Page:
Saturday, October 21, 2017

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Virginia Gail Smith and the Wiindosendiwag, Walking Together Tour

 

I have been attending First United for some years with my daughter with Autism and her service dog. You are a welcoming community and we thank you for that. I am also an OCAD U student enrolled in their sculpture/installation department toward my BFA, my dream. My daughter’s autism diagnosis lead me to take a Human Centred Research class where we were asked to create a walking tour. The history of our neighbourhood land as part of the Saugeen Ojibway Nation Territory and once named the Nawash Village generated the idea for this school project.

Using the premise Walking is Medicine, spoken by Brock Lewis who journeyed from his Indigenous community in the north to Ottawa for Idle No More in 2013, a tour was designed. When our church formed a reconciliation group we saw that this walking tour, if realized could be both educational and a form of reconciliation. This tour design included five significant land sites which would accompany five Indigenous stories. Those five stories became twenty-five stories and songs. The recordings were researched, created and recorded over a six-month period. The five sculptures were completed over a four-month period. This was achieved under an independent study credit where I was able to create the sculptures in OCADU’s welding shop and with the help of an anonymous artist friend in Owen Sound. This became a full-time job for six months from January to June until the unveiling July 1st. Preparations, granting applications and permissions took another months which began in June 2016.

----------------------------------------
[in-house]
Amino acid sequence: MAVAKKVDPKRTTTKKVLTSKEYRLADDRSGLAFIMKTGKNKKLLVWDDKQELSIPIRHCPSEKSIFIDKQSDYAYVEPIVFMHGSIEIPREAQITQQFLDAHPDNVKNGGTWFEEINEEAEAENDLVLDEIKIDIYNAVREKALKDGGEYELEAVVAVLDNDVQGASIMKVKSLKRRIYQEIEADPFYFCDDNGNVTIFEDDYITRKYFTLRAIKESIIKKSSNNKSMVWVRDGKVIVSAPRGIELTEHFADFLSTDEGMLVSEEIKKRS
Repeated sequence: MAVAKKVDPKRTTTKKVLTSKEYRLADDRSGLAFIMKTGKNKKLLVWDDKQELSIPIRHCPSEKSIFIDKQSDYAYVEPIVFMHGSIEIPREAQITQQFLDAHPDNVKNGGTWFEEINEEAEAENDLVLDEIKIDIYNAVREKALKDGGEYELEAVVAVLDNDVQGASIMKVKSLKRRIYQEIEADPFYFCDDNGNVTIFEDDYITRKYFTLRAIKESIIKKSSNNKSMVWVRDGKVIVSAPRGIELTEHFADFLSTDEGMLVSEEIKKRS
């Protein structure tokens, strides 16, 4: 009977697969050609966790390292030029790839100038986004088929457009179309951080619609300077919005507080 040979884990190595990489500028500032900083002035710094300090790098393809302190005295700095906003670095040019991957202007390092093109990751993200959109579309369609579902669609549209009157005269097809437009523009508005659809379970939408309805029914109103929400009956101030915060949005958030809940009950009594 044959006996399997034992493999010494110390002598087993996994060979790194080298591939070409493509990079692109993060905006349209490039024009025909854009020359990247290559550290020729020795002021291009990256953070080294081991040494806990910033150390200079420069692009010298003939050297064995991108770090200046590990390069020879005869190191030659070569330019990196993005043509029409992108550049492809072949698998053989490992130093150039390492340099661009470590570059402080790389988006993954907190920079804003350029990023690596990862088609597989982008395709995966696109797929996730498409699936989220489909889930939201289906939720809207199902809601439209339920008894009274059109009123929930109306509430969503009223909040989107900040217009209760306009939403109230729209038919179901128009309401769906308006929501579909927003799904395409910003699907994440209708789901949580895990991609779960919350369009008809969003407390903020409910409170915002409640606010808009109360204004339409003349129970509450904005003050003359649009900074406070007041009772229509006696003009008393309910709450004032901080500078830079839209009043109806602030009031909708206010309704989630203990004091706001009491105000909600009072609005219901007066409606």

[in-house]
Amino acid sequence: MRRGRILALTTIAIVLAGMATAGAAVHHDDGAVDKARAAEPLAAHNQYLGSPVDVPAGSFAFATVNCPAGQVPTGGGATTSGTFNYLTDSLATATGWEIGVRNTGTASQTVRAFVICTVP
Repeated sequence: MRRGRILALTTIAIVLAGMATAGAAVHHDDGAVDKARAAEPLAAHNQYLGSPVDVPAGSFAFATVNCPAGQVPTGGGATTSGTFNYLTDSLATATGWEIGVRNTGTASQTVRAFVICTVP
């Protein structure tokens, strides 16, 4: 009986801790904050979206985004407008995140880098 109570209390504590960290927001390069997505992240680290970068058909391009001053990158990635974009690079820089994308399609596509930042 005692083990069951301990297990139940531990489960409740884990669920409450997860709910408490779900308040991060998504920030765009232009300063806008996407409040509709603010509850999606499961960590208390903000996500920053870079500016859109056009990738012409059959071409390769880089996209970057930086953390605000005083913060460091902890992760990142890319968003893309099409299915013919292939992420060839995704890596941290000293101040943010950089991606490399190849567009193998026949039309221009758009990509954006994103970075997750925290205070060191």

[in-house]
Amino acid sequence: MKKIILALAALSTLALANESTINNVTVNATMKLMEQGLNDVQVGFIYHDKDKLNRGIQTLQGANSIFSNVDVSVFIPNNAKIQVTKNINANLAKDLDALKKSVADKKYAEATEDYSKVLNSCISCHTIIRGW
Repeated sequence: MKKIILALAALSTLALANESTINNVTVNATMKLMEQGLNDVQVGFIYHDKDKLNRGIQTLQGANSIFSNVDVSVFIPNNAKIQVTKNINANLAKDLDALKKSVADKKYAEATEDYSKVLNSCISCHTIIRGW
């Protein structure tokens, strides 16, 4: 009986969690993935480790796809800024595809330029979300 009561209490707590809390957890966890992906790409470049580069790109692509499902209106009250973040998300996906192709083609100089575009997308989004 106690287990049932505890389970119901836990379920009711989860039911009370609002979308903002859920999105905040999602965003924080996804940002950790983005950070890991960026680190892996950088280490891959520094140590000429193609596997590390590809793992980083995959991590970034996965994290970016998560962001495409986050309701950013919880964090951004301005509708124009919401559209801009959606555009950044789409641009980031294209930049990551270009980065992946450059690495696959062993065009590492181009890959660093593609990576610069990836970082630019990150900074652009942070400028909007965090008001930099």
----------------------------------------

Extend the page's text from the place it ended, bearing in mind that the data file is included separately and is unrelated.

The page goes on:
Responding to The Truth and Reconciliation Recommendations, the Tour goals were to foster direct communication and understanding of the of the United Church's role in the Indian Residential School system and the impact of this system on former students and their communities and to educate walking tour participants and advocate for them to stand in solidarity with indigenous rights.

 

Walking Together is an initiative of the First United Truth and Reconciliation Circle in partnership with Trish Meekins, Nikaanaganaa Counselling and Learning Centre and Susan Staves, Great Lakes Metis Council, of the Saugeen Ojibway Nation, knowledge keepers of the traditional territory in which Grey and Bruce are located and artist Virginia Gail Smith, in consultation with the Saugeen First Nation and Neyaashiinigmiing, Chippewas of Nawash.

 

We are grateful for the support of the City of Owen Sound, the Community Foundation 150 Fund, The United Church Truth and Justice Fund, The Toronto Conference, United Church of Canada Right Relations Fund, First United Church and OCADU.

 

I am grateful for the support and help I have received from our Reconciliation Committee and their commitment to Right Relations.

 

Other project information can be seen on my website at virginiagailsmith.com

Stories can be accessed directly at owensound.ca/walkingtour

 

 

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